How a Private Equity Consulting Firm Struck a Balance at 1 Vanderbilt

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When private equity firm Accordion leased offices on the 24th floor of 1 Vanderbilt, it wanted to strike a balance between the vibes of corporate finance and youthful startups. 

So it brought in interior designer Dan Mazzarini, who is known for his retail and hospitality work, to give the 15,000-square-foot space a unique but professional flair. Mazzarini, who runs his own interior design firm, BHDM, said he wanted to focus on making the open work areas welcoming while ensuring that employees had enough space to accomplish “heads-down” work. 

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“The biggest note we get on people working from home is about not being as productive in their heads-down work in the noise of an office,” he said. 

Originally, there were supposed to be private offices for partners along the outer, windowed edges of the space, but the firm opted to convert the executive offices into reservable, shared rooms for small meetings or independent work. So there are 28 spaces for people to do heads-down work, including many one- and two-person offices plus four phone booths.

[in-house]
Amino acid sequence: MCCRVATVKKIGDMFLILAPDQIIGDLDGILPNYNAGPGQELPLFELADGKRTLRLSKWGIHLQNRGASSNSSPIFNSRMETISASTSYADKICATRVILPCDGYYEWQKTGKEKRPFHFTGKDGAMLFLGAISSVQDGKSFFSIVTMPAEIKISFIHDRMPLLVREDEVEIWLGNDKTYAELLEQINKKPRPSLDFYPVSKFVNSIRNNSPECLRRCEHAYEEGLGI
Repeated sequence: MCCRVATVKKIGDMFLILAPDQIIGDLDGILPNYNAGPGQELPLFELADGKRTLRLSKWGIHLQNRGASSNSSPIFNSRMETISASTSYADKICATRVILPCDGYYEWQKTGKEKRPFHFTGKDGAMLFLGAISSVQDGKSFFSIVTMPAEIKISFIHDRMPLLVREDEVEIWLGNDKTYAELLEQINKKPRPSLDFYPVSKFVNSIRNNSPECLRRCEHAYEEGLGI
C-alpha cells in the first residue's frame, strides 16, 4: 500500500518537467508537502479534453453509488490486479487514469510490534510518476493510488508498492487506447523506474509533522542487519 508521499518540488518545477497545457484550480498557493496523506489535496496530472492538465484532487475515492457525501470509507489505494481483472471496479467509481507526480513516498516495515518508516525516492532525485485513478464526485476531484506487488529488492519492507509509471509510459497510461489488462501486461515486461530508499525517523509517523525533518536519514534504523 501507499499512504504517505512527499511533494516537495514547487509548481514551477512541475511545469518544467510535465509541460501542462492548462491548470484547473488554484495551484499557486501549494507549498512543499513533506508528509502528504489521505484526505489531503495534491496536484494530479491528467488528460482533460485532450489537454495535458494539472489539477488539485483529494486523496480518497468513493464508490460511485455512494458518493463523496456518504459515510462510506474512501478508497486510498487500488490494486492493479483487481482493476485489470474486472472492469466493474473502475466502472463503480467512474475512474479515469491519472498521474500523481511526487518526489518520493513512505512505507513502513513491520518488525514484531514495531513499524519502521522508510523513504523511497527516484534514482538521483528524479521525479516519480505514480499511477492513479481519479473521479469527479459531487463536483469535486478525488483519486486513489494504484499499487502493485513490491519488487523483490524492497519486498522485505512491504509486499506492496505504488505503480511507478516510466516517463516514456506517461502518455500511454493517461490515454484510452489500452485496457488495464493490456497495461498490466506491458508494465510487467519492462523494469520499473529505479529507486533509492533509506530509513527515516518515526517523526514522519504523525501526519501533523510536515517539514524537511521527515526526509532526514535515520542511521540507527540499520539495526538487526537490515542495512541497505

But the centerpiece of the space is the cafe and kitchen, which features two-tone plaid wood paneling on the walls, ceiling, cabinets and even the refrigerators. 

“Their business can feel very buttoned-up,” said Mazzarini. “But we wanted to give the space a personality. You want employees to feel like they work in this cool space, but you want investors to feel like they can trust you with their money.”

He added, “We thought, ‘Why don’t we be a little bit irreverent about the patterns in men’s suiting?’ And that became the inspiration.”

The furniture in the cafe and throughout the office is a casual midcentury modern, which means warm brown leather armchairs; low, gray sofas; and rectangular, low, white coffee tables. 

Much of the space also has slatted wood ceilings that allow workers to see the open space above, to give the office a trendier feel while mitigating the sound issues from such cavernous ceilings. 

“Those slatted ceilings are a system that has both lighting and acoustic qualities integrated,” said Mazzarini. “The emotional conversation in this workspace is that we’re polished but fun, a little more downtown.”

Rebecca Baird-Remba can be reached at rbairdremba@commercialobserver.com